It would be easy to dwell on the physical in Arena Stage’s stunning marital slugfest Dance of Death—to concentrate, say, on the sepulchral figures who glide behind the production’s translucent walls, the scarlet armchair that hints at bloodbaths to come, the tilted fluorescent tube that gives August Strindberg’s vicious leading lady a sickly pallor as she pounds out waltzes on the piano, and the canted, bilious floor that threatens to tip her monstrous husband’s paranoid frenzies into the audience. But since Arena’s cast gets a substantial chuckle with the evening’s 11th line and a pretty big laugh with its 12th, perhaps we’d better start with the production’s most audacious notion: Strindberg as prankster.

The dour Swedish playwright is not generally considered one of modern drama’s great clowns. Most of his work—fiercely misogynist and haunted by nightmarish parallels to his own disastrous marriages—concentrates on what he saw as a pitiless battle between the sexes. A recent Arena double bill of The Father and The Stronger showed how ferocious the author’s denunciations of humanity’s moral corruption could be.

In fact, Dance of Death is so unrelenting a portrait of a hellish marriage that it’s rarely produced today, though less than a century has passed since its debut as a ground-breaking classic. Contemporary audiences prefer their discord leavened by entertainment values and empathetic characterizations, neither of which were much on Strindberg’s mind when he set a nasty military captain and his harpy of a wife to raging blackly at each other. By the time audiences meet Edgar and Alice on a bleak island outpost, the embittered couple’s 25-year marriage has become a funeral cortege of punishment, insult, and humiliation. Turning visitors into pawns in their vicious games and blaming each other for the ruined lives of children who never appear on stage, they see death as a seductive escape route.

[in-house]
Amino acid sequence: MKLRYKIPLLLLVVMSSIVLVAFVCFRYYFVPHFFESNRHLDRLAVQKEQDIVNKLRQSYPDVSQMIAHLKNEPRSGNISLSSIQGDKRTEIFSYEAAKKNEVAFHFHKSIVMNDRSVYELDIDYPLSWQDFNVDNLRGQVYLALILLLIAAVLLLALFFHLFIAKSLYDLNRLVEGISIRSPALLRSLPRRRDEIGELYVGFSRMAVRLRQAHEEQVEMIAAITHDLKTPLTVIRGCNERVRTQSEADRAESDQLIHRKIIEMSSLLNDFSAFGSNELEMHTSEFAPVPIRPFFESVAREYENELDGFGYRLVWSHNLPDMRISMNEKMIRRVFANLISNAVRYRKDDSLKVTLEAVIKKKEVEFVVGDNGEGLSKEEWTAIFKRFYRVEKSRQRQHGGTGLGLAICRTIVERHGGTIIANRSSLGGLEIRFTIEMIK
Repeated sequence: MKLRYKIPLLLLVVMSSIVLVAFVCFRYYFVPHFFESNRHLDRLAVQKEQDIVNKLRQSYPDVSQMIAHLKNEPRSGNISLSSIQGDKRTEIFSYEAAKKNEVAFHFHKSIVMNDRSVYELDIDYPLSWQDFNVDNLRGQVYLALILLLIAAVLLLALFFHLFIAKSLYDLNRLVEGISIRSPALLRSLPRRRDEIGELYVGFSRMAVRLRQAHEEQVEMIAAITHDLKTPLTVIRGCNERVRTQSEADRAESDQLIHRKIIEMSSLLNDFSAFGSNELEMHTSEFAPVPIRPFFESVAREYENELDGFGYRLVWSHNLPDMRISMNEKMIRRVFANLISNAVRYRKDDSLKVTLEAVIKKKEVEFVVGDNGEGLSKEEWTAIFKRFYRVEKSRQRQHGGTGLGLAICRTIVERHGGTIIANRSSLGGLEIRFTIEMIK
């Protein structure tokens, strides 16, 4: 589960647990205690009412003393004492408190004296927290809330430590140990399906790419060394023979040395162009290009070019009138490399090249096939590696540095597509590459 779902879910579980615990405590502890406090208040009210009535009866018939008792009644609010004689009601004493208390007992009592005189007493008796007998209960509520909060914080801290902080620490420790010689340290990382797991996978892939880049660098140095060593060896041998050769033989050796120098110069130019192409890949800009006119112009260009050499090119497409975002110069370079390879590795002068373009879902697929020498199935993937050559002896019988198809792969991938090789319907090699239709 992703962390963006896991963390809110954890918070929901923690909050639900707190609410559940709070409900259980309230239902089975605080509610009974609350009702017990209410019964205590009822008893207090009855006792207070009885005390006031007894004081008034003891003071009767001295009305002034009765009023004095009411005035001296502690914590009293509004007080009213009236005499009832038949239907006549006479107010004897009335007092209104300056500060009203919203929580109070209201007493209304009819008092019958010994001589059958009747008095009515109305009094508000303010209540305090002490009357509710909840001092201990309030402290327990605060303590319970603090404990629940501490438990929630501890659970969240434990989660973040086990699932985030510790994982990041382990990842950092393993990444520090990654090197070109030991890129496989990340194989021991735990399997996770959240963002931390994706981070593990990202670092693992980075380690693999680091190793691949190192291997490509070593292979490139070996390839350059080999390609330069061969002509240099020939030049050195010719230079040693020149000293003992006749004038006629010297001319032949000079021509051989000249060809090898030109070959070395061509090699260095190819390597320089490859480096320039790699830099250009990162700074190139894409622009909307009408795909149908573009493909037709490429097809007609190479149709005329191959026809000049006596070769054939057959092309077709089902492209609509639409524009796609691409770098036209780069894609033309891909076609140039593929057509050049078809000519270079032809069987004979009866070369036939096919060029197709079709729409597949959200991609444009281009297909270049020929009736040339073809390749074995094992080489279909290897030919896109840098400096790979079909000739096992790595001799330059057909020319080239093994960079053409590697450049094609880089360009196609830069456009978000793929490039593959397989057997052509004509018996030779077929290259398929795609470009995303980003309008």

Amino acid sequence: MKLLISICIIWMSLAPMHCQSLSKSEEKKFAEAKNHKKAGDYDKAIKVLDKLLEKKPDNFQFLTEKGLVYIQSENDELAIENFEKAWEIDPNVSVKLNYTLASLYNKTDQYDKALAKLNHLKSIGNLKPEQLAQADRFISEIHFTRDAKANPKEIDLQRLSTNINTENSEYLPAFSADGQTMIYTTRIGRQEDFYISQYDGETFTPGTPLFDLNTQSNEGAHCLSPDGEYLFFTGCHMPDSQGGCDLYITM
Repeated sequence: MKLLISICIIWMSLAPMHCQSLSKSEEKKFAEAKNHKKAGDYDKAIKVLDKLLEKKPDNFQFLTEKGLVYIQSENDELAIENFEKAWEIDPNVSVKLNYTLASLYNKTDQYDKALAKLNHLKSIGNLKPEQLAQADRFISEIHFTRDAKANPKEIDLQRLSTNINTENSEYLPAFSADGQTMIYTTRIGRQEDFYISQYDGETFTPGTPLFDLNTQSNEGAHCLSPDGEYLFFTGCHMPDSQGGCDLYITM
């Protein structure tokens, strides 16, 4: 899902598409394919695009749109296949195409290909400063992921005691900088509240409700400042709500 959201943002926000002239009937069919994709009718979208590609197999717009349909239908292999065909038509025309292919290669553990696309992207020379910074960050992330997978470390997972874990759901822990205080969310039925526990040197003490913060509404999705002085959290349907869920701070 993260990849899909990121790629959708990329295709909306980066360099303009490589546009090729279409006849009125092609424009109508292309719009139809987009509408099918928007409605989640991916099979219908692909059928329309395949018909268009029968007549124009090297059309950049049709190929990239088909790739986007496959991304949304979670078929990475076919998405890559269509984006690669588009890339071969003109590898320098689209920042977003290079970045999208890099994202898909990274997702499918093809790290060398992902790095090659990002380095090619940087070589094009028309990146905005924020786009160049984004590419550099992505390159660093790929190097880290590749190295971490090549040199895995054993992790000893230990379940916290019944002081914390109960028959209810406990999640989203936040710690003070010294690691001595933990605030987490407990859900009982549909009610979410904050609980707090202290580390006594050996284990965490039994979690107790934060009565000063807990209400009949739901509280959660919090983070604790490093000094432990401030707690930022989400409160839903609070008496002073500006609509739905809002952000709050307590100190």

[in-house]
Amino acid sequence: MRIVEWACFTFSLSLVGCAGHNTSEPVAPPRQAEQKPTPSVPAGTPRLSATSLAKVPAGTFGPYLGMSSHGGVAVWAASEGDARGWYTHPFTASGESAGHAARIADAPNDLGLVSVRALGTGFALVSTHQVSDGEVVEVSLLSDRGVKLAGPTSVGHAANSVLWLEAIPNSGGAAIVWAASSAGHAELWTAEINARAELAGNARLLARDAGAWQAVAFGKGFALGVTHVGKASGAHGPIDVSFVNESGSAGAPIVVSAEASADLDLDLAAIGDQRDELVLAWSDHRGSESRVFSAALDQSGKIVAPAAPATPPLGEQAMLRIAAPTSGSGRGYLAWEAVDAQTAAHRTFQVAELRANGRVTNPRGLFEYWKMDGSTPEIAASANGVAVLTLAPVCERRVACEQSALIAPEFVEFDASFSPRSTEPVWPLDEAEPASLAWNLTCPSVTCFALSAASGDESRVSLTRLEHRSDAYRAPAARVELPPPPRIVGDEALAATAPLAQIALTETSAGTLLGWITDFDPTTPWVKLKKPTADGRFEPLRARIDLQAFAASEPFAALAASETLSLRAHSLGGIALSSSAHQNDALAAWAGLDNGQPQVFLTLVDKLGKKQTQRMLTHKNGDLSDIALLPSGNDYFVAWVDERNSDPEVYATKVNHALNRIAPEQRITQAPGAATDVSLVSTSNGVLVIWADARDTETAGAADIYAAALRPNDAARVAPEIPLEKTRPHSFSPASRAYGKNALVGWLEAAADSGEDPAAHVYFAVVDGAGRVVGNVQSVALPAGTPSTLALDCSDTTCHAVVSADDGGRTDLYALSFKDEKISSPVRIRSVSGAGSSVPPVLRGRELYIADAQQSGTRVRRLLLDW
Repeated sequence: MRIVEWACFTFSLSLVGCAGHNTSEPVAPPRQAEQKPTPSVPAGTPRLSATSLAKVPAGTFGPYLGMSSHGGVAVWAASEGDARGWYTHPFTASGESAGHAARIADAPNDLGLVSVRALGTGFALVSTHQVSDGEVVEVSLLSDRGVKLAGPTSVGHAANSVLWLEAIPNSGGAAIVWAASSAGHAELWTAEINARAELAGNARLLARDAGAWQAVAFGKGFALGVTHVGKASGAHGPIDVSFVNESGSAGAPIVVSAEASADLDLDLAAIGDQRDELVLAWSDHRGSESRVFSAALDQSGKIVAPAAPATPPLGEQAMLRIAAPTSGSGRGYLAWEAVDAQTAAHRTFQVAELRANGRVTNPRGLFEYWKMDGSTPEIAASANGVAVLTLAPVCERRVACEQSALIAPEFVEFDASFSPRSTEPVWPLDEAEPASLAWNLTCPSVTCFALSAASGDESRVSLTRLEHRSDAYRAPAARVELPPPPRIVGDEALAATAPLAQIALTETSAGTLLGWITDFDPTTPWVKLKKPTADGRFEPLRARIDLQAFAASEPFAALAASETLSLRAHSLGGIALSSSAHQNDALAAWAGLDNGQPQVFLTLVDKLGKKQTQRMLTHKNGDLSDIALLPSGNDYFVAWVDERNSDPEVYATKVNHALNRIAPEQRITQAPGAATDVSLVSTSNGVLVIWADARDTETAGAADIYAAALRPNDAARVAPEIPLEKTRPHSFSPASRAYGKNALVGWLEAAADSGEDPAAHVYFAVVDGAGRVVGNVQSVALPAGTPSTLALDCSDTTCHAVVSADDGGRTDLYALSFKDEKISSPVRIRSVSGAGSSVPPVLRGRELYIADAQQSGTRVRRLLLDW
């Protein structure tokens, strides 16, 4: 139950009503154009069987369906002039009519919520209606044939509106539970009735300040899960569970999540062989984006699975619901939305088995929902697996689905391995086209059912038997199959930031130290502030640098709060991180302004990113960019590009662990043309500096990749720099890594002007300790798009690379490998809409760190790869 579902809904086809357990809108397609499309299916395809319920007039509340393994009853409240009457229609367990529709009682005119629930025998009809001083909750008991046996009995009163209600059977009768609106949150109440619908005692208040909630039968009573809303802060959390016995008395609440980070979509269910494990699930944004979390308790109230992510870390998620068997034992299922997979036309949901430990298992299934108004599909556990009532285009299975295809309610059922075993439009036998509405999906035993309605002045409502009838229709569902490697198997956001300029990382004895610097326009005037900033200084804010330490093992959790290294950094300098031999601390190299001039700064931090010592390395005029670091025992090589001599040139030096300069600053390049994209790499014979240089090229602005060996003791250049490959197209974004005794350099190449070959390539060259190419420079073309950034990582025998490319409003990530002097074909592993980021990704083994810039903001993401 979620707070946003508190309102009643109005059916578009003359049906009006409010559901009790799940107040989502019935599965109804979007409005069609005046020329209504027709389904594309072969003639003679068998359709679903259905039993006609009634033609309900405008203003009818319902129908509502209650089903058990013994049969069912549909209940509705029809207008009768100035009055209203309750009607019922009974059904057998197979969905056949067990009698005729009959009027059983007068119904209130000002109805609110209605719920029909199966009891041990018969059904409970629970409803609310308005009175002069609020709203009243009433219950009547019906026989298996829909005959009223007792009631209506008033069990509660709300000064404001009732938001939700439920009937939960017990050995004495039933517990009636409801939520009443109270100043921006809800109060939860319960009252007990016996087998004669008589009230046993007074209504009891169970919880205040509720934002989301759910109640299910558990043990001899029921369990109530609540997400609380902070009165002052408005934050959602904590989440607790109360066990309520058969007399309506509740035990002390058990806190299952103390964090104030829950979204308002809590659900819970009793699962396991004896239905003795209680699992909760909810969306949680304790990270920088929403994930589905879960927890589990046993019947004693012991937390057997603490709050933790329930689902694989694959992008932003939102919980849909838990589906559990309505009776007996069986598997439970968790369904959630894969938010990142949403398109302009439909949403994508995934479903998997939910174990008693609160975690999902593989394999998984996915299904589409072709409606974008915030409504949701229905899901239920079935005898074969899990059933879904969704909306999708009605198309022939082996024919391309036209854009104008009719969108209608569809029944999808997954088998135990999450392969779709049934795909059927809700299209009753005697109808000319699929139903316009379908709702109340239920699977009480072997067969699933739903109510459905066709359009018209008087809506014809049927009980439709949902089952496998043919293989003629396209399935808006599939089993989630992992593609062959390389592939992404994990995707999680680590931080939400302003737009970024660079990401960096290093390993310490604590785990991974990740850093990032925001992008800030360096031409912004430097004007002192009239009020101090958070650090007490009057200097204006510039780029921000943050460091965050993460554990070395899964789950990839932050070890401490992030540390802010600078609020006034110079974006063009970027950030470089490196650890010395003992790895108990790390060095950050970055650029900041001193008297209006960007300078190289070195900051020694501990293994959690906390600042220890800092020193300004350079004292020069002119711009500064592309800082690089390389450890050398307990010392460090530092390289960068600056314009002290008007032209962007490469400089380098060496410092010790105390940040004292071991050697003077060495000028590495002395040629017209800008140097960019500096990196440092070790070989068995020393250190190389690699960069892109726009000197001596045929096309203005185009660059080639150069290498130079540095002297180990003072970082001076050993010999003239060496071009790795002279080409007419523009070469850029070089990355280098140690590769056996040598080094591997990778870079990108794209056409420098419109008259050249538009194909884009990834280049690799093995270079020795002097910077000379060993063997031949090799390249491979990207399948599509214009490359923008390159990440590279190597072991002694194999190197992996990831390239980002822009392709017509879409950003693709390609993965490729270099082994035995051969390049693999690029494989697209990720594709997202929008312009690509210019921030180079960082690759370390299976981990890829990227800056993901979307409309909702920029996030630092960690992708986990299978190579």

Sound like a laff riot? Well, if it does, chances are you’re familiar with Edward Albee’s comparatively jest-filled Who’s Afraid of Virginia Woolf?, which critic Martin Gott-fried described at its 1962 premiere as “so similar to Dance of Death as to raise questions of plagiarism.” Or you might have seen Washington Shakespeare Company’s eccentrically comic interpretation of Sartre’s No Exit a few years back. Or you might be JoAnne Akalaitis, one of the contemporary stage’s most innovative avant-gardists, and the director in this, her D.C. debut, of an exhilarating, genre-bending vision of Strindberg’s masterwork.

Akalaitis’ transformation of Dance of Death from dire melodrama to blistering comedy isn’t just unorthodox, it’s revelatory—visually arresting and unabashedly expressionistic (the performers make choreographed slo-mo entrances, snap heads to punctuate verbal duels, wring hands when discussion turns to manipulative schemes, and cross the stage to yawn pointedly in one another’s faces). Arena’s subscribers haven’t seen so stylized a production since the East European directors Liviu Ciulei and Lucien Pintillie went off to make their movies. But the evening’s most striking accomplishment is that it manages to be ferociously funny without sacrificing the malignancy of the characters.

That first chuckle, for instance, comes in an exchange that establishes the evening’s caustic comic rhythms. Alice (Tana Hicken) has been needling Edgar (Henry Strozier) about not lighting the cigar he claims is his only pleasure in life. “Pleasure?” he snaps, too intent on scoring an easy point to realize he’s being set up. “What’s that?”